This Sunday is International Men’s Day. IMD is about "improving gender relations, promoting gender equality, and highlighting positive male role models… for men to celebrate their achievements and contributions – in particular their contributions to community, family, marriage, and childcare."
At the risk of incurring the wrath of many, men get a lot of bad press these days – particularly if you happen to be a middle-aged white man. At least being ginger puts me in an oppressed minority. As a result, there is plenty of dissent about even having a day set aside for men, because right now, every day is set aside for men.
But setting aside a day for men does not marginalise the issues facing women. I’m a fully paid up feminist and couldn’t be further from a male activist. I have two female business partners who are phenomenally inspirational to work with. I’m also a dad of two teenage girls, so I am extremely passionate about fighting for a world where they will not be discriminated against due to the gender in which they happened to be born.
While men may not have faced the same levels of oppression and unconscious bias as women, things aren’t necessarily all rosy. There are the shockingly high suicide rates for men (75% of suicides); only one in ten male sexual assaults are reported to the police; 71% of the time, sole custody of children is awarded to the mother; 95% of workplace deaths are men.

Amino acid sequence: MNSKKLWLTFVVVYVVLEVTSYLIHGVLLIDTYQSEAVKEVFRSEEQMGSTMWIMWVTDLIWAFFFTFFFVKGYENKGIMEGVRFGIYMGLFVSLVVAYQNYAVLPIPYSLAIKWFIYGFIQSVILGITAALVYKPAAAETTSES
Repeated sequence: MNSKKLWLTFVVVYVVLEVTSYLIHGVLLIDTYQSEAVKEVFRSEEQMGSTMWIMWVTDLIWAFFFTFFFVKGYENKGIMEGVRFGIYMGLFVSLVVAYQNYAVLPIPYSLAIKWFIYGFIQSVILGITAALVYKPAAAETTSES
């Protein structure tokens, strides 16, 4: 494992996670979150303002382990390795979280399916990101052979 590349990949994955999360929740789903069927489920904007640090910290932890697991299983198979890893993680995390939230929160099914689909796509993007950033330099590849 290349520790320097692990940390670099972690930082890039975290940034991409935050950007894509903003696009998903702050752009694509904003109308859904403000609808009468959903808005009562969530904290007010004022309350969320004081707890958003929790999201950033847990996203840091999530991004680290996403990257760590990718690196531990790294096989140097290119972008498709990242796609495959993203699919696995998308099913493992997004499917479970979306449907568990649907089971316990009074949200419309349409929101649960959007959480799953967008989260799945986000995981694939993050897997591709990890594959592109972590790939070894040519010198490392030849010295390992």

A year ago, I wouldn’t have claimed to be an expert in all things gender-related. However, in the last 12 months I’ve got a lot more educated on the matter, down to working with the Women’s Equality Party. Their simple mantra is "Equality is better for everyone". Why? For lots of reasons. Family life is better (more time together, more flexibility for both genders); children are happier (because of the previous point); gender balanced nations are richer; crime is lower; it’s better for the environment; there’s more harmony, more choice, and, most importantly, less pressure on society to fulfil artificial expectations.
And this is the nub of the matter. When my daughters were little, I hardly saw them. I convinced myself that this was okay, that I couldn’t afford to take time off. My wife was the nurturer, the organised one, the better cook. I was the breadwinner and needed to put in the hours. I couldn’t be seen to be rushing home to see the kids. That would be unmanly, and it could affect my career. People would talk. Looking back now, I regret it. I was an idiot. I missed some of the most important years of their lives which I can never get back. And conversely I think about what my wife Charlotte had to sacrifice to be the primary care giver.
I don’t want this to happen to others. At Now, we are committed to equality, and equality means providing the same opportunities to both genders. Until men are given a chance, both financially and emotionally, to dive into childcare, then the status quo will remain. That is why, this International Men’s Day, Now is launching a matching policy for dads to take leave when kids are born. They will be given the same amount of paid leave that we offer to women. And we will encourage them to take it, in a way that suits both them and their partners. Hopefully our client services director Dave Mannall, who has just had baby number two, will christen this policy.
Remco Graham is the executive creative director and partner at Now